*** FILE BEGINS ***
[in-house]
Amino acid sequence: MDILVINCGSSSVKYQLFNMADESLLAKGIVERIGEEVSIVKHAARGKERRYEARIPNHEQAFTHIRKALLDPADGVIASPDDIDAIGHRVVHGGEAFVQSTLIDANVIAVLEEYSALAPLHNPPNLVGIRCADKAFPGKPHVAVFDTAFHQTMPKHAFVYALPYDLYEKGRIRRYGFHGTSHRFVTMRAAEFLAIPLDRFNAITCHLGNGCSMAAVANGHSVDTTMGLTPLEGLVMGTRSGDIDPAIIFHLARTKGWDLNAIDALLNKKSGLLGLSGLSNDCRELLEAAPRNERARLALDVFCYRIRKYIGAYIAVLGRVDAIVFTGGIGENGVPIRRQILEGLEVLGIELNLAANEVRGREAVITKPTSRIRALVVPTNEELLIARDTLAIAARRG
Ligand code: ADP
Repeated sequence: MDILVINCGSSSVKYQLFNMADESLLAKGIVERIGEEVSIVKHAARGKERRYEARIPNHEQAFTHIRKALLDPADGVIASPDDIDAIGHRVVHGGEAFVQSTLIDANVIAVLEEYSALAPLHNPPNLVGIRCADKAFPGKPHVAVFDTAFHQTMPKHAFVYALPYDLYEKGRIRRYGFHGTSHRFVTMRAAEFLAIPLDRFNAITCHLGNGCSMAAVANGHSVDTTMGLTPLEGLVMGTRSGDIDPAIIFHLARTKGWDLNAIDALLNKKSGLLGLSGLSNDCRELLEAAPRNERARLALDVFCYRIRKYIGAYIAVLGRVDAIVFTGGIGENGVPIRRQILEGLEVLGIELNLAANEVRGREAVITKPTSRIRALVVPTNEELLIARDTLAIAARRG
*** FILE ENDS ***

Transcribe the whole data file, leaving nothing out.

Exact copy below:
[in-house]
Amino acid sequence: MDILVINCGSSSVKYQLFNMADESLLAKGIVERIGEEVSIVKHAARGKERRYEARIPNHEQAFTHIRKALLDPADGVIASPDDIDAIGHRVVHGGEAFVQSTLIDANVIAVLEEYSALAPLHNPPNLVGIRCADKAFPGKPHVAVFDTAFHQTMPKHAFVYALPYDLYEKGRIRRYGFHGTSHRFVTMRAAEFLAIPLDRFNAITCHLGNGCSMAAVANGHSVDTTMGLTPLEGLVMGTRSGDIDPAIIFHLARTKGWDLNAIDALLNKKSGLLGLSGLSNDCRELLEAAPRNERARLALDVFCYRIRKYIGAYIAVLGRVDAIVFTGGIGENGVPIRRQILEGLEVLGIELNLAANEVRGREAVITKPTSRIRALVVPTNEELLIARDTLAIAARRG
Ligand code: ADP
Repeated sequence: MDILVINCGSSSVKYQLFNMADESLLAKGIVERIGEEVSIVKHAARGKERRYEARIPNHEQAFTHIRKALLDPADGVIASPDDIDAIGHRVVHGGEAFVQSTLIDANVIAVLEEYSALAPLHNPPNLVGIRCADKAFPGKPHVAVFDTAFHQTMPKHAFVYALPYDLYEKGRIRRYGFHGTSHRFVTMRAAEFLAIPLDRFNAITCHLGNGCSMAAVANGHSVDTTMGLTPLEGLVMGTRSGDIDPAIIFHLARTKGWDLNAIDALLNKKSGLLGLSGLSNDCRELLEAAPRNERARLALDVFCYRIRKYIGAYIAVLGRVDAIVFTGGIGENGVPIRRQILEGLEVLGIELNLAANEVRGREAVITKPTSRIRALVVPTNEELLIARDTLAIAARRG